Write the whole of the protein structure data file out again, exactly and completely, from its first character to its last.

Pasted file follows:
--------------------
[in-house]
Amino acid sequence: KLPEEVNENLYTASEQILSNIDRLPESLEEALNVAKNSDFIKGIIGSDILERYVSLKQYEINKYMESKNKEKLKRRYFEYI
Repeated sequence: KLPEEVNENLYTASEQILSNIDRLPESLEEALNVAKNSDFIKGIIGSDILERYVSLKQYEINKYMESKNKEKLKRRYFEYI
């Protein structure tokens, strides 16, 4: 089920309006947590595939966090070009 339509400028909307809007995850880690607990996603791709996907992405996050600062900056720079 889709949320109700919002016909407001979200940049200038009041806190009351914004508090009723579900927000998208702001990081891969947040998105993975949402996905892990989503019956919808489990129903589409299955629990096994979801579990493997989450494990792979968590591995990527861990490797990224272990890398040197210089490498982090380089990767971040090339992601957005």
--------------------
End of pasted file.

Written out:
[in-house]
Amino acid sequence: KLPEEVNENLYTASEQILSNIDRLPESLEEALNVAKNSDFIKGIIGSDILERYVSLKQYEINKYMESKNKEKLKRRYFEYI
Repeated sequence: KLPEEVNENLYTASEQILSNIDRLPESLEEALNVAKNSDFIKGIIGSDILERYVSLKQYEINKYMESKNKEKLKRRYFEYI
């Protein structure tokens, strides 16, 4: 089920309006947590595939966090070009 339509400028909307809007995850880690607990996603791709996907992405996050600062900056720079 889709949320109700919002016909407001979200940049200038009041806190009351914004508090009723579900927000998208702001990081891969947040998105993975949402996905892990989503019956919808489990129903589409299955629990096994979801579990493997989450494990792979968590591995990527861990490797990224272990890398040197210089490498982090380089990767971040090339992601957005």